The quality committee had two goals:
1. Members would learn how to use and apply continuous improvement management tools.
2. They would use those tools to solve some of the university’s vexing challenges.
Each member was provided a booklet called “The Memory Jogger – A Pocket Guide of Tools For Continuous Improvement,” compiled and edited by Michael Brassard. The booklet is a resource of management tools that could be used when the committee was stuck, needed a breakthrough, needed to find the cause of a problem or needed some creative thinking. The tools had interesting names, including “brainstorming,” “nominal group technique,” “fishbone” and my favorite, “force field analysis.”
Two of the tools, brainstorming and nominal group technique, will be discussed in this article, with fishbone and force field analysis covered in the July 1, 2022 issue of Progressive Dairy.
My skepticism antennae were quivering at first – but now, 20 years later, I still drag out my copy of “Memory Jogger” when a challenge arises. The tools were quick, easy and cheap. If they worked, great – and if not, little investment was lost.
The first challenge management teams often face is simply creating potential solutions to a problem. Those involved are imbedded in current operations and often can’t see the forest because of the trees standing in the way. Brainstorming is a technique to flush out creative ideas that may be lurking at the back of one’s brain or are reluctant to be expressed.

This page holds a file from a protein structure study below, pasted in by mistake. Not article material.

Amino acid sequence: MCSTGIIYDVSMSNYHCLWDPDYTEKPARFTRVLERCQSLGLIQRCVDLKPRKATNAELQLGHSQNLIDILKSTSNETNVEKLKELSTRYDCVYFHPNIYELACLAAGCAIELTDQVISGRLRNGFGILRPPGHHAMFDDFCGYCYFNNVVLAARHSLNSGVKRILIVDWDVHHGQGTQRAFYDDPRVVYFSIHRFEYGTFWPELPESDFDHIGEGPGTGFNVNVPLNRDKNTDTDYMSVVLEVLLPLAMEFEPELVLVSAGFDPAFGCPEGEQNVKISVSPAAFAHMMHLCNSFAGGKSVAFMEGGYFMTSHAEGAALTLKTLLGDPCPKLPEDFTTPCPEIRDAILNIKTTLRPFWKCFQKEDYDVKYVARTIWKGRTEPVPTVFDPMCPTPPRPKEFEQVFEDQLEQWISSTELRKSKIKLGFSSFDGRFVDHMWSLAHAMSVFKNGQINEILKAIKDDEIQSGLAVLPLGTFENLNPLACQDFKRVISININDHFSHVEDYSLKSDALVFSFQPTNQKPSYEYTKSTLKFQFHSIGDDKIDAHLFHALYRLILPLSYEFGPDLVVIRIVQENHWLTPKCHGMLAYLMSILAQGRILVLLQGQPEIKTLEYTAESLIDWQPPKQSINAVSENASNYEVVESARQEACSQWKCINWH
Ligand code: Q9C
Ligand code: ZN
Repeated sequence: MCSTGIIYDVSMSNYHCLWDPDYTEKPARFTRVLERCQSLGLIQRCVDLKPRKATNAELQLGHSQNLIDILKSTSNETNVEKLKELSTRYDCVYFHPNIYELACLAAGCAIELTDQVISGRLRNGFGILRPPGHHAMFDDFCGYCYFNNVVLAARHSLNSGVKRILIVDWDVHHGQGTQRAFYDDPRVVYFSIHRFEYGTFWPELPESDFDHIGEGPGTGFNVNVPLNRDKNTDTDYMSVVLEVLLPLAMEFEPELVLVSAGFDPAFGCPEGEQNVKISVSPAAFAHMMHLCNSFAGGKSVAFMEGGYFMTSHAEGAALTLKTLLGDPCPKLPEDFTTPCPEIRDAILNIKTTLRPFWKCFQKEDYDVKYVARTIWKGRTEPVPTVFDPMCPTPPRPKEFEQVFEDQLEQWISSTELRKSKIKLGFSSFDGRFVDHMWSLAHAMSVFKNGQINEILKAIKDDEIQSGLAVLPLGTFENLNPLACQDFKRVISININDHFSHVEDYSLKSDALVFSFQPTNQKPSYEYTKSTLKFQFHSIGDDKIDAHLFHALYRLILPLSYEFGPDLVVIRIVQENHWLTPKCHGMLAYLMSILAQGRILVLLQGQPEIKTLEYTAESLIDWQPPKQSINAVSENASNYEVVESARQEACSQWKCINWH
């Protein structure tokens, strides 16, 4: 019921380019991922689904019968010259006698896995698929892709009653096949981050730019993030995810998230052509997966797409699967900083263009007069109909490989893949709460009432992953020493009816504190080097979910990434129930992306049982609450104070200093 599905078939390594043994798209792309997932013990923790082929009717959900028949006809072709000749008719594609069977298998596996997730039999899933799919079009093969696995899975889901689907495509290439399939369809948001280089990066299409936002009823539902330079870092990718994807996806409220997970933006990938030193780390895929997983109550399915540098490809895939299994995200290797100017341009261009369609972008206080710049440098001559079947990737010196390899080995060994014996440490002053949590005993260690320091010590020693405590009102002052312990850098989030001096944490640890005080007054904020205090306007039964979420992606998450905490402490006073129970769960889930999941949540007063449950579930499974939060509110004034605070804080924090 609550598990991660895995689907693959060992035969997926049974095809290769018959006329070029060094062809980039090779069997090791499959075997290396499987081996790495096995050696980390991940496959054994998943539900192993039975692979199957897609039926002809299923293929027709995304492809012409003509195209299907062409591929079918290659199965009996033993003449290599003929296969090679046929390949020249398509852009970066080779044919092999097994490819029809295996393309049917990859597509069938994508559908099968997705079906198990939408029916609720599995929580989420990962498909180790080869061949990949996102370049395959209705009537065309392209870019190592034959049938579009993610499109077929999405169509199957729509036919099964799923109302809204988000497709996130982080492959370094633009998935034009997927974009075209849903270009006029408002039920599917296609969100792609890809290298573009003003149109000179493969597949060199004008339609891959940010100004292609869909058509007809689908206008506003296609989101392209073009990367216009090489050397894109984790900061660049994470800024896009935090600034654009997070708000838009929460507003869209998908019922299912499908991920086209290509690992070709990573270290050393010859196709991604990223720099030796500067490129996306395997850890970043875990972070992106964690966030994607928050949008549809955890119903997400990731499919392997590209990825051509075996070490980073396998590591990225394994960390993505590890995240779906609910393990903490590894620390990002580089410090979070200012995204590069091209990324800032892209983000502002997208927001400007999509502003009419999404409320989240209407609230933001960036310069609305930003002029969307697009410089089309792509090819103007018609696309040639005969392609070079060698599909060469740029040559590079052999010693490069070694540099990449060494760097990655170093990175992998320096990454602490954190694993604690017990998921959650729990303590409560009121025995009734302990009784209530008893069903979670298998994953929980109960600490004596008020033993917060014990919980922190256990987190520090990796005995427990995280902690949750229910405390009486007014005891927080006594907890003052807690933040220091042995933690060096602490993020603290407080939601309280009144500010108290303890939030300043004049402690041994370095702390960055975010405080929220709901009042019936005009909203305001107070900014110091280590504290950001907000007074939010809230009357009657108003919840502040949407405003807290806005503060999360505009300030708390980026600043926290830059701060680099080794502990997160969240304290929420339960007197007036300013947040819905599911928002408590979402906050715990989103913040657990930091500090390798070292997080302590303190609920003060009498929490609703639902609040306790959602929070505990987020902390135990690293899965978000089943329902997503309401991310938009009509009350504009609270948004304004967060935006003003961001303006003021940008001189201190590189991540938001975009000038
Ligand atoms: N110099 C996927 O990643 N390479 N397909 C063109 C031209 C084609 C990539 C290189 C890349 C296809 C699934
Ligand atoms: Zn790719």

Do an internet search of “brainstorming,” and you will get many websites and videos that will explain how to do this. I’m not an expert, but the following recipe has worked best for me.
- Clearly communicate in writing and ensure everyone understands the question being pursued (lowering somatic cell counts, cutting costs but not production, lowering employee turnover, accommodating a new generation or determining the future direction of the business).
- Give participants a pencil and a stack of Post-it notes.
- Have participants separate and go somewhere alone for five to 10 minutes with the instruction to write as many ideas down as possible, one idea per Post-it note.